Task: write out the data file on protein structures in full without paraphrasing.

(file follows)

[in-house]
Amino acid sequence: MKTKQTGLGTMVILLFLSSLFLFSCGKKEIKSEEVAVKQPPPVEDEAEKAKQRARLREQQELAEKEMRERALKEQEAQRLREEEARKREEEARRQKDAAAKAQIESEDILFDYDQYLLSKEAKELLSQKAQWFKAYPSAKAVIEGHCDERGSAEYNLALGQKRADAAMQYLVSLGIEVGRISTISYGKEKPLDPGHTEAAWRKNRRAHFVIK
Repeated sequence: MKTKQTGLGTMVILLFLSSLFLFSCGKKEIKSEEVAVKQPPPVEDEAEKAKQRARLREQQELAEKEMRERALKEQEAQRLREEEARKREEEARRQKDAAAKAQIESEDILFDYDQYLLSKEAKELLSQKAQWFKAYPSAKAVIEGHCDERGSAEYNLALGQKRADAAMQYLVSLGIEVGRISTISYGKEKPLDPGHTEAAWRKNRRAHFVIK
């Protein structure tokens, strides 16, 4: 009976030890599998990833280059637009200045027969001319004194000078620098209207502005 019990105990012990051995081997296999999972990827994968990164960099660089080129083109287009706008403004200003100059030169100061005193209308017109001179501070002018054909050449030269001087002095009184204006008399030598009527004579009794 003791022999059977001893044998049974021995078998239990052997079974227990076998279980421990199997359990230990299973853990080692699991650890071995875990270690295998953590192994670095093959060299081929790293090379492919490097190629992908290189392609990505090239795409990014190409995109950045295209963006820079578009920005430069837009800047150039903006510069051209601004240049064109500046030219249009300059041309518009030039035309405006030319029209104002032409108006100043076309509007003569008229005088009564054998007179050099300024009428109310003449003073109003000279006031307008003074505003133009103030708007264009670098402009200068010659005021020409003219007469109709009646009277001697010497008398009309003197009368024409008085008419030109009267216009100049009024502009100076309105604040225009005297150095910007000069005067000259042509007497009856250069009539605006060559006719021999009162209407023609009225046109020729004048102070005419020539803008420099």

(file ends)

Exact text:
[in-house]
Amino acid sequence: MKTKQTGLGTMVILLFLSSLFLFSCGKKEIKSEEVAVKQPPPVEDEAEKAKQRARLREQQELAEKEMRERALKEQEAQRLREEEARKREEEARRQKDAAAKAQIESEDILFDYDQYLLSKEAKELLSQKAQWFKAYPSAKAVIEGHCDERGSAEYNLALGQKRADAAMQYLVSLGIEVGRISTISYGKEKPLDPGHTEAAWRKNRRAHFVIK
Repeated sequence: MKTKQTGLGTMVILLFLSSLFLFSCGKKEIKSEEVAVKQPPPVEDEAEKAKQRARLREQQELAEKEMRERALKEQEAQRLREEEARKREEEARRQKDAAAKAQIESEDILFDYDQYLLSKEAKELLSQKAQWFKAYPSAKAVIEGHCDERGSAEYNLALGQKRADAAMQYLVSLGIEVGRISTISYGKEKPLDPGHTEAAWRKNRRAHFVIK
């Protein structure tokens, strides 16, 4: 009976030890599998990833280059637009200045027969001319004194000078620098209207502005 019990105990012990051995081997296999999972990827994968990164960099660089080129083109287009706008403004200003100059030169100061005193209308017109001179501070002018054909050449030269001087002095009184204006008399030598009527004579009794 003791022999059977001893044998049974021995078998239990052997079974227990076998279980421990199997359990230990299973853990080692699991650890071995875990270690295998953590192994670095093959060299081929790293090379492919490097190629992908290189392609990505090239795409990014190409995109950045295209963006820079578009920005430069837009800047150039903006510069051209601004240049064109500046030219249009300059041309518009030039035309405006030319029209104002032409108006100043076309509007003569008229005088009564054998007179050099300024009428109310003449003073109003000279006031307008003074505003133009103030708007264009670098402009200068010659005021020409003219007469109709009646009277001697010497008398009309003197009368024409008085008419030109009267216009100049009024502009100076309105604040225009005297150095910007000069005067000259042509007497009856250069009539605006060559006719021999009162209407023609009225046109020729004048102070005419020539803008420099």